The second-biggest game in franchise history? Rex Ryan admitted today that he actually didn’t mean to say that about the Jets’ 28-21 conquest of the Patriots on Sunday.
“I think that’s what I was trying to get at. I left a word out — ‘win.,’ ” Ryan said at his news conference back at the Atlantic Health Jets Training Center this afternoon. “I always said I wasn’t born with a silver tongue. I don’t articulate things very well. I was hoping somebody picked up on that.”
So what the second-year head coach meant to say was that if the Jets beat the Patriots, it would have been the second-biggest win in franchise history. In other words, instead of the second-biggest game ahead in the affirmative sense, it would be the second-biggest victory in the conditional sense.
Never mind. Things worked out quite well and the triumph over the Patriots indeed moves right up there into the pantheon of Jets triumphs, somewhere close behind Super Bowl III.
Another thing that victory in the AFC Divisional Round did was to separate the Jets from the crowd in terms of a lesser known NFL postseason record.
The Jets have become the first team in league history to win four road playoff games in consecutive seasons.
With the successes at Cincinnati and San Diego last season and Indianapolis and New England this year, the Green & White can lay claim to being pro football’s ultimate road warriors — and can put daylight between themselves and all other road contenders with one more away win on Sunday at Pittsburgh in the AFC Championship Game.
How many of the six other teams with three road playoff wins in back-to-back seasons can you name. I’ll plug in the answer below.
Make that five other teams because one of the six was Ryan’s 2008 Ravens, making him the master of the NFL road as a winning head coach or coordinator for six road playoff games in the past three years
“You definitely would prefer to take a different route. I would’ve loved for teams to come into our place, our brand new stadium, with our fans behind them,” Ryan said. “I’ll be honest. I wasn’t wanting Indy to be in there. ‘Oh, great, now we’ve got to go play at Indy. OK, we’ll go face ‘em and see what happens.’ Then Tom Brady at New England, then Ben Roethlisberger at Pittsburgh. I don’t know how many Super Bowls they’ve got, but they’ve got a bunch of ‘em.”
And now the home teams have to have the same worries about Rex, Mark Sanchez, Darrelle Revis, David Harris, Bart Scott, Shaun Ellis, et al., coming to visit them.
“I think we’ve learned a great deal from being in the playoffs last year and traveling on the road for three games. That helps us, gives our guys confidence. I don’t know if it tightens your focus more,” he said. “We want to be AFC champions to start with. That’s the thing we want to start with this week. It’d be a great step for us. Then we’ll worry about the next week after we get there. But there’s a long road to go before we get there.”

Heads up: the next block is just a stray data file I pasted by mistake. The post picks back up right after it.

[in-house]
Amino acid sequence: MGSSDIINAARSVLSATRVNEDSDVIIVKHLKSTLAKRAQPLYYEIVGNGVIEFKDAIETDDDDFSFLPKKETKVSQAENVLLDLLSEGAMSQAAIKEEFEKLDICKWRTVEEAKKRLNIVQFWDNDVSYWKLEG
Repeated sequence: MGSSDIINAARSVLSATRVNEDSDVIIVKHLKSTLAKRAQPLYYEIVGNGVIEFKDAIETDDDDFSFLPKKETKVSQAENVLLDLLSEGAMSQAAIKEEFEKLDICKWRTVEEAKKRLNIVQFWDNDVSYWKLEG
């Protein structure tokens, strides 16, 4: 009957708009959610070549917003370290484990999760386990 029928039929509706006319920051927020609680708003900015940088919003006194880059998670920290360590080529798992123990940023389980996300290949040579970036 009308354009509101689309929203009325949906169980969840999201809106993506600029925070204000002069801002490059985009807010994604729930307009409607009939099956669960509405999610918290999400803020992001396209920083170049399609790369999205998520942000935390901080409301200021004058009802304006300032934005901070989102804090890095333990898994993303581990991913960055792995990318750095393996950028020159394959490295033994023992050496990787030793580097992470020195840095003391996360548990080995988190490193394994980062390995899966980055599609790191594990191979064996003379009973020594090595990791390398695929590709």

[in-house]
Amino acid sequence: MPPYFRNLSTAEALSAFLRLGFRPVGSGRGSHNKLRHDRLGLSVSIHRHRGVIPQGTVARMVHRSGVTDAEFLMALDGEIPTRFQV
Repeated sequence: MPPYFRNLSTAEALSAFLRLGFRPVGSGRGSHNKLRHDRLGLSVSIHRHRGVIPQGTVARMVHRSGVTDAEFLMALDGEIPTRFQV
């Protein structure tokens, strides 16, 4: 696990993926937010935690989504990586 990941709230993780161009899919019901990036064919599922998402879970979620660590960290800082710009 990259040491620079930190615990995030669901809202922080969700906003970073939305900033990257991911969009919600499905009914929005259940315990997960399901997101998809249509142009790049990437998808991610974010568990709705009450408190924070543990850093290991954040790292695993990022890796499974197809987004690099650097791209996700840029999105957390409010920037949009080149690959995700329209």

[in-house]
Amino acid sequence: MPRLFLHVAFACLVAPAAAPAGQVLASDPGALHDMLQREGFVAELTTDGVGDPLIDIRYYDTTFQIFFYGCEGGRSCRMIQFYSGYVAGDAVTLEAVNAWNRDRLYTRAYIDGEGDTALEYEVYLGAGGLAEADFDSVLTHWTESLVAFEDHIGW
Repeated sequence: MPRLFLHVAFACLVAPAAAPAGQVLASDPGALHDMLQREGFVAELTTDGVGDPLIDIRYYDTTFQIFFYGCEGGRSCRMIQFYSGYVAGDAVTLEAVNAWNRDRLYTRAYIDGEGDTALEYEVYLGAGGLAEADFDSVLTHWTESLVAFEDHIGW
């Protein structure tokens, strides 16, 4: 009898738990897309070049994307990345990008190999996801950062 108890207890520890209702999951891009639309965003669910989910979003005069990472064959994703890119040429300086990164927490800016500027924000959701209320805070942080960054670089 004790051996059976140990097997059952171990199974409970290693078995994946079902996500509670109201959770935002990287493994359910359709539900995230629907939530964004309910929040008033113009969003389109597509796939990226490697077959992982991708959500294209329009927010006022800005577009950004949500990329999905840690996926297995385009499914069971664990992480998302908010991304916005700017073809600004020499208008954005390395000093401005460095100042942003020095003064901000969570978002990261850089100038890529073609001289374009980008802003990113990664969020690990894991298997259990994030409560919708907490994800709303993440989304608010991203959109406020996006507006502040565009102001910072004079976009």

And no better team in NFL history, according to the record just set, to attempt to traverse that road all the way to Dallas in three weeks.
Rex and Bill
No doubt some think Ryan is somehow being cagey or sarcastic when he praises Bill Belichick, but that’s not the case. Ryan was asked again today about winning that personal battle that he set out for himself against the Patriots head coach (and, dare we forget, former Jets head coach for a day in 2000).
“I never outcoached Belichick — there’s no way,” he said. “I’m just saying that: Our players outplayed their players. That’s really what it came down to. There was nothing schematically that I did to win that game. Our guys were prepared to play and that’s my job and all that. But to say I outcoached Belichick, I would not agree with that. That’s almost a joke.”
And who will Ryan make it personal with this week as the Steelers preparations begin? He also clearly expressed his admiration for Pittsburgh boss Mike Tomlin.
“I’ve got a great deal of respect for Mike. He’s one of my favorite coaches,” Ryan said. “Give me somebody to call out. I guess it’s Hines Ward and Casey Hampton.”
Rex was joking, we think.
Those Other Road Warriors
The 1978-79 Houston Oilers were the first NFL team to win three playoff games (not counting the Super Bowl) in two consecutive seasons. They were followed by the 1985 Patriots, the 2000-01 Ravens (Rex was also on that staff), the ’05 Steelers, the ’07 Giants and the ’08-09 Ravens before the Jets passed them all up the past two seasons.
Tags: Ben Roethlisberger, Bill Belichick, Mike Tomlin, New England Patriots, Peyton Manning, PIttsburgh Steelers, Rex Ryan, Tom Brady
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